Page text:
Does Living by the Shore Increase Mold Growth?

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Does Living by the Shore Increase Mold Growth?

Living on the water or by the shore definitely has its perks; beautiful beaches; water sports; gorgeous views; fun with friends and family; boating; and more! However, this also means that you live in an area where the humidity in the air is naturally high. So, what does that mean for you and your home?

Humidity is the amount of water vapor in the air. Water vapor is simply water but in a gaseous state. If you live in an area with high natural humidity, such as the shore or on a large body of water, then mold growth in your home can be a recurring problem.

Mold requires the following conditions to grow in your home:

• Moisture

• Warmth

• Mold Spore

• Oxygen

• A Food Source (i.e. wood, insulation, drywall)

• Darkness

• Time (most molds can begin to grow in 24-48 hours given the right conditions)

MOISTURE is the main ingredient as the other ingredients of mold growth are always present in homes. Therefore, whether mold grows or not comes down to the amount of moisture in your home. Living on or by the water already places your home at a greater risk for mold growth due to the naturally high humidity level.

So your next question should be… How does mold affect my family?

Mold can cause a range of health problems such as; itching eyes; sneezing; coughing; serious allergic reactions; trigger asthma attacks; and even permanent lung damage. In 2004 the Institute of Medicine (IOM) found there was sufficient evidence to link indoor mold exposure to upper respiratory tract infections. According to the Center for Disease Control and Prevention (CDC), recent studies suggest a possible link of early mold exposure to the development of asthma in children, particularly those who are genetically predisposed to asthma development, and that interventions that improve housing conditions can reduce these effects.

Now you wonder… How do I tell if I have mold in my home?

Mold is airborne; therefore, if you can visibly see it on your counters, window sills, bath tubs, walls, vents, etc, then there is a greater chance that you have mold in your ductwork. If you do not see mold, then look for signs of moisture in your home (i.e. damp basements, damp flooring or walls). Another sign is listening to your body and its health. Your nose can be a great detector of mold and you should be leery if your home smells musty or moldy. Also, if you have recently turned on your system and find yourself or a family member sneezing, coughing, and wheezing then you can suspect mold to be the potential cause.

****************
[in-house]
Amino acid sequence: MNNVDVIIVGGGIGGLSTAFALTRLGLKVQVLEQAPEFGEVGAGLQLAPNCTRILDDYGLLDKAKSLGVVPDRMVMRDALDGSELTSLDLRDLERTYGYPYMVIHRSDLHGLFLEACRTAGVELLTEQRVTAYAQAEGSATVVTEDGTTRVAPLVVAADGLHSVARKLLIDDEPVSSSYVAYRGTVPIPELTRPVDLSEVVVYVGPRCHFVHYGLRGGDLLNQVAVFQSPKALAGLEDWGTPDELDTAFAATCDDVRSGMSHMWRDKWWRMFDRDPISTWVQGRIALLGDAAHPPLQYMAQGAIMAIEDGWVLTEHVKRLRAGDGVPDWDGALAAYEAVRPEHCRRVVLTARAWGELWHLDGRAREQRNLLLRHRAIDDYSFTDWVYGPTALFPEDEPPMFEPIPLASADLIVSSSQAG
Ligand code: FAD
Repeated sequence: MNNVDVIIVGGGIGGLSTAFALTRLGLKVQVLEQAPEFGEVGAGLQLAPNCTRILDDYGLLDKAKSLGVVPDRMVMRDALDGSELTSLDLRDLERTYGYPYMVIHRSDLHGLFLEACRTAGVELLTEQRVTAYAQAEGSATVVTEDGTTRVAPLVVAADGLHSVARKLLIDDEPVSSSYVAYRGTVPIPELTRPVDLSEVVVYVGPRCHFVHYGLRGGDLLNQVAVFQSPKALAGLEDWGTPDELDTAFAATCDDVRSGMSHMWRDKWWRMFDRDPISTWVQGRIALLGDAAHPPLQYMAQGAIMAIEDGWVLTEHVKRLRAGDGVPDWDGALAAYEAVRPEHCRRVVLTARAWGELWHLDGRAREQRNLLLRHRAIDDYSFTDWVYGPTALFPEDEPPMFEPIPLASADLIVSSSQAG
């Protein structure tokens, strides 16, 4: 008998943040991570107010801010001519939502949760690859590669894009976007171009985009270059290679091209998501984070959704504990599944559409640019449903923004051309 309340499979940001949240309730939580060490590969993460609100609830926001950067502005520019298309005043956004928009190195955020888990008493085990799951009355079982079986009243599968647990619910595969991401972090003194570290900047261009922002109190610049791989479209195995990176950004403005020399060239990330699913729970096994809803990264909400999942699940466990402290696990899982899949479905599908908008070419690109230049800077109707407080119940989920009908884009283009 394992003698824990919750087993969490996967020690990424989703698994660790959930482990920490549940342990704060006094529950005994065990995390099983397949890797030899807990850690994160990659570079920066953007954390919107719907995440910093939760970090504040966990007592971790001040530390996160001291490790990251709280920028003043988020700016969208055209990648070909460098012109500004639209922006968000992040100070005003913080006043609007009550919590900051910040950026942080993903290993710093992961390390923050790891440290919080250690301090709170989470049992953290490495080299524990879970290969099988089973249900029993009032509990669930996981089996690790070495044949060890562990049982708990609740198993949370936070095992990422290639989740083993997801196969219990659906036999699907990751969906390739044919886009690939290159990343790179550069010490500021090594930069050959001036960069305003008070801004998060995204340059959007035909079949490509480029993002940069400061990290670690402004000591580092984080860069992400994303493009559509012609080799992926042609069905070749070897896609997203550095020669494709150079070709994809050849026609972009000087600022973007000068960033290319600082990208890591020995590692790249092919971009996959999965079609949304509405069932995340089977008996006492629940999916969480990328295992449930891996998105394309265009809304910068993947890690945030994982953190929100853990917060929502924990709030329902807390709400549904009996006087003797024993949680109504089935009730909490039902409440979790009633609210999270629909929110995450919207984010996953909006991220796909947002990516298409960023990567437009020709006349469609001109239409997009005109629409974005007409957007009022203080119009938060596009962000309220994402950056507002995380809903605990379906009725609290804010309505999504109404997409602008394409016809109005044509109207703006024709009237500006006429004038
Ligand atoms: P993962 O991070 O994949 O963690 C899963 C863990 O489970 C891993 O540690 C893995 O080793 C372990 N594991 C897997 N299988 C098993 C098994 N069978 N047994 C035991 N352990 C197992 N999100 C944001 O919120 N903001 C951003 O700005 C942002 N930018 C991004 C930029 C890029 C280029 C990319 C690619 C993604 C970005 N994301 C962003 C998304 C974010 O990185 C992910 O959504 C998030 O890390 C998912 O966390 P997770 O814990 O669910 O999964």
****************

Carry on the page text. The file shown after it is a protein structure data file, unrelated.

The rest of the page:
Finally, you should ask… What can I do to protect my family and home from mold?

Mr. May, the author of “My House Is Killing Me: The Home Guide for Families with Allergies and Asthma,” (John Hopkins University, 2001), said that one particularly troublesome hiding place for mold is inside a home’s ductwork and related parts of the central forced-air heating and air-conditioning systems. (New York Times, 2001). The same systems, where mold hides and breeds, are responsible for circulating air throughout your home.

The Environmental and Protection Agency (EPA) suggests that if there is mold growth inside your ductwork or other components of the heating and cooling system that you should have your ducts cleaned. In order to ensure full and proper removal of mold you want to make sure that your whole system is cleaned thoroughly including; removal of any dust and mold in the blower motor and air conditioning coils; cleaning of the ductwork’s interior surfaces; and sanitizing of the entire system.

It is recommended by the EPA that you choose a company who is certified by the National Air Duct Cleaners Association. This will help to guarantee proper and full remediation in keeping your family and home safe from mold.

 

By | 2013-12-06T08:00:46+00:00 December 6th, 2013|Allergens, Residential Duct Cleaning Articles|0 Comments

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